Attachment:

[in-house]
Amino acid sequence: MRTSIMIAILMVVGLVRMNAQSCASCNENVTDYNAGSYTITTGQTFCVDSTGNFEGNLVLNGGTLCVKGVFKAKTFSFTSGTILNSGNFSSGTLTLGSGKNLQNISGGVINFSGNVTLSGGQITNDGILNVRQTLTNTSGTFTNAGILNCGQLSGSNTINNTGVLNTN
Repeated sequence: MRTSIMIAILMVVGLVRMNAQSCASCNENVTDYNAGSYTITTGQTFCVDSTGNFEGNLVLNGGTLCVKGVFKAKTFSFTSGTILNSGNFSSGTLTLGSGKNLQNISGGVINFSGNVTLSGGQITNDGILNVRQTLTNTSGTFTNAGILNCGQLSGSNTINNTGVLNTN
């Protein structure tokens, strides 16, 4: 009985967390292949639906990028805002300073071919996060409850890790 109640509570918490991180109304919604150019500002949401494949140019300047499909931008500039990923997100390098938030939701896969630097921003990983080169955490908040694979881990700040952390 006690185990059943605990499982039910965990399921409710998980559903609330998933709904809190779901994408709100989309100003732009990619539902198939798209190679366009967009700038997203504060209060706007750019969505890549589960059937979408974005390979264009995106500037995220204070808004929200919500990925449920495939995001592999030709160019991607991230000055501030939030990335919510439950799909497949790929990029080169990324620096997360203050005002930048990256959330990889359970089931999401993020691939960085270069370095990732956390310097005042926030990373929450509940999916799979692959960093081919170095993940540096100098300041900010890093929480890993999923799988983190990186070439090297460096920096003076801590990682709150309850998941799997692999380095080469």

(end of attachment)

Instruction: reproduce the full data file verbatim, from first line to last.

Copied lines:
[in-house]
Amino acid sequence: MRTSIMIAILMVVGLVRMNAQSCASCNENVTDYNAGSYTITTGQTFCVDSTGNFEGNLVLNGGTLCVKGVFKAKTFSFTSGTILNSGNFSSGTLTLGSGKNLQNISGGVINFSGNVTLSGGQITNDGILNVRQTLTNTSGTFTNAGILNCGQLSGSNTINNTGVLNTN
Repeated sequence: MRTSIMIAILMVVGLVRMNAQSCASCNENVTDYNAGSYTITTGQTFCVDSTGNFEGNLVLNGGTLCVKGVFKAKTFSFTSGTILNSGNFSSGTLTLGSGKNLQNISGGVINFSGNVTLSGGQITNDGILNVRQTLTNTSGTFTNAGILNCGQLSGSNTINNTGVLNTN
């Protein structure tokens, strides 16, 4: 009985967390292949639906990028805002300073071919996060409850890790 109640509570918490991180109304919604150019500002949401494949140019300047499909931008500039990923997100390098938030939701896969630097921003990983080169955490908040694979881990700040952390 006690185990059943605990499982039910965990399921409710998980559903609330998933709904809190779901994408709100989309100003732009990619539902198939798209190679366009967009700038997203504060209060706007750019969505890549589960059937979408974005390979264009995106500037995220204070808004929200919500990925449920495939995001592999030709160019991607991230000055501030939030990335919510439950799909497949790929990029080169990324620096997360203050005002930048990256959330990889359970089931999401993020691939960085270069370095990732956390310097005042926030990373929450509940999916799979692959960093081919170095993940540096100098300041900010890093929480890993999923799988983190990186070439090297460096920096003076801590990682709150309850998941799997692999380095080469």